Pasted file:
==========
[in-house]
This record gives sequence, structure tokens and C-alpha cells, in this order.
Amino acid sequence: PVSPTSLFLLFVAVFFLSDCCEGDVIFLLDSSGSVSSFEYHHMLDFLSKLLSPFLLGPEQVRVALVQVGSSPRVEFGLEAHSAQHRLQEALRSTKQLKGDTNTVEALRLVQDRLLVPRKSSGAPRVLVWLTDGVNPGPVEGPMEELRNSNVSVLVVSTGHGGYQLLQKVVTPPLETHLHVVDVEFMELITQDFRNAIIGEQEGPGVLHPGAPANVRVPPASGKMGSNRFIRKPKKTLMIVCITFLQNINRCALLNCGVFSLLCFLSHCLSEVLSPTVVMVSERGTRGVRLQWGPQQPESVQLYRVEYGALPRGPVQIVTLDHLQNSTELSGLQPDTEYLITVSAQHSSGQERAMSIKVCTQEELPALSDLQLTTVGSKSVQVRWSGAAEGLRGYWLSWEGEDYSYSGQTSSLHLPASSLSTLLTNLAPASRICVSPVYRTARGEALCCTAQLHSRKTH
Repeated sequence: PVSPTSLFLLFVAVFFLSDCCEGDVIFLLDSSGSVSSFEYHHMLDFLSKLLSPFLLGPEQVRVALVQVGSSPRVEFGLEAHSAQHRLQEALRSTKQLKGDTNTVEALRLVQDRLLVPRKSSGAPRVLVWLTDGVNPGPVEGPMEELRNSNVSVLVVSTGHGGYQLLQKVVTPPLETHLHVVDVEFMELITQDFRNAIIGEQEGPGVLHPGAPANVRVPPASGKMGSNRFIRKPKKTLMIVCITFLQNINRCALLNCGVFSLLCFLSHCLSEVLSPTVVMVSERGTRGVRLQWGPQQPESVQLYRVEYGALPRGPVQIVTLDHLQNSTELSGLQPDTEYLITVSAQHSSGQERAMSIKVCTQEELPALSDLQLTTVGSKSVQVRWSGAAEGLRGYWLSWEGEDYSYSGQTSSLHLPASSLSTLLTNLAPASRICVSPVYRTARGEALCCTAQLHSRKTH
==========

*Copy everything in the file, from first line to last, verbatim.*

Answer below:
[in-house]
This record gives sequence, structure tokens and C-alpha cells, in this order.
Amino acid sequence: PVSPTSLFLLFVAVFFLSDCCEGDVIFLLDSSGSVSSFEYHHMLDFLSKLLSPFLLGPEQVRVALVQVGSSPRVEFGLEAHSAQHRLQEALRSTKQLKGDTNTVEALRLVQDRLLVPRKSSGAPRVLVWLTDGVNPGPVEGPMEELRNSNVSVLVVSTGHGGYQLLQKVVTPPLETHLHVVDVEFMELITQDFRNAIIGEQEGPGVLHPGAPANVRVPPASGKMGSNRFIRKPKKTLMIVCITFLQNINRCALLNCGVFSLLCFLSHCLSEVLSPTVVMVSERGTRGVRLQWGPQQPESVQLYRVEYGALPRGPVQIVTLDHLQNSTELSGLQPDTEYLITVSAQHSSGQERAMSIKVCTQEELPALSDLQLTTVGSKSVQVRWSGAAEGLRGYWLSWEGEDYSYSGQTSSLHLPASSLSTLLTNLAPASRICVSPVYRTARGEALCCTAQLHSRKTH
Repeated sequence: PVSPTSLFLLFVAVFFLSDCCEGDVIFLLDSSGSVSSFEYHHMLDFLSKLLSPFLLGPEQVRVALVQVGSSPRVEFGLEAHSAQHRLQEALRSTKQLKGDTNTVEALRLVQDRLLVPRKSSGAPRVLVWLTDGVNPGPVEGPMEELRNSNVSVLVVSTGHGGYQLLQKVVTPPLETHLHVVDVEFMELITQDFRNAIIGEQEGPGVLHPGAPANVRVPPASGKMGSNRFIRKPKKTLMIVCITFLQNINRCALLNCGVFSLLCFLSHCLSEVLSPTVVMVSERGTRGVRLQWGPQQPESVQLYRVEYGALPRGPVQIVTLDHLQNSTELSGLQPDTEYLITVSAQHSSGQERAMSIKVCTQEELPALSDLQLTTVGSKSVQVRWSGAAEGLRGYWLSWEGEDYSYSGQTSSLHLPASSLSTLLTNLAPASRICVSPVYRTARGEALCCTAQLHSRKTH